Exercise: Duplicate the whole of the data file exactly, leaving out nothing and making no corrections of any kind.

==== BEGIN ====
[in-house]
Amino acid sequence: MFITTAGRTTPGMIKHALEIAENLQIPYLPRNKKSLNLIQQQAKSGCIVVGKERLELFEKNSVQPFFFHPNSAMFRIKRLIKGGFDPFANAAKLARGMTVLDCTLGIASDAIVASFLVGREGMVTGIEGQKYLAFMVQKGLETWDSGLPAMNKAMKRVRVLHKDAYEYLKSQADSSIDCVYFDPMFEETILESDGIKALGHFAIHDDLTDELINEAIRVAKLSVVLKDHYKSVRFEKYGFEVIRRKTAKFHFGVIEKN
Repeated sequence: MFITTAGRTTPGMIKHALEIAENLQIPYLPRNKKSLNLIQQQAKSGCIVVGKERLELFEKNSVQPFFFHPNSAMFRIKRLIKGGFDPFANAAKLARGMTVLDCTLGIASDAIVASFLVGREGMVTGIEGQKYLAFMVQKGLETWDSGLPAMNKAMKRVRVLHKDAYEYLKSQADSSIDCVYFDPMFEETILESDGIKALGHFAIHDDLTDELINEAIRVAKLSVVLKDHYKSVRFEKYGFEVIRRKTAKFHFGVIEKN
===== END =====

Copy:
[in-house]
Amino acid sequence: MFITTAGRTTPGMIKHALEIAENLQIPYLPRNKKSLNLIQQQAKSGCIVVGKERLELFEKNSVQPFFFHPNSAMFRIKRLIKGGFDPFANAAKLARGMTVLDCTLGIASDAIVASFLVGREGMVTGIEGQKYLAFMVQKGLETWDSGLPAMNKAMKRVRVLHKDAYEYLKSQADSSIDCVYFDPMFEETILESDGIKALGHFAIHDDLTDELINEAIRVAKLSVVLKDHYKSVRFEKYGFEVIRRKTAKFHFGVIEKN
Repeated sequence: MFITTAGRTTPGMIKHALEIAENLQIPYLPRNKKSLNLIQQQAKSGCIVVGKERLELFEKNSVQPFFFHPNSAMFRIKRLIKGGFDPFANAAKLARGMTVLDCTLGIASDAIVASFLVGREGMVTGIEGQKYLAFMVQKGLETWDSGLPAMNKAMKRVRVLHKDAYEYLKSQADSSIDCVYFDPMFEETILESDGIKALGHFAIHDDLTDELINEAIRVAKLSVVLKDHYKSVRFEKYGFEVIRRKTAKFHFGVIEKN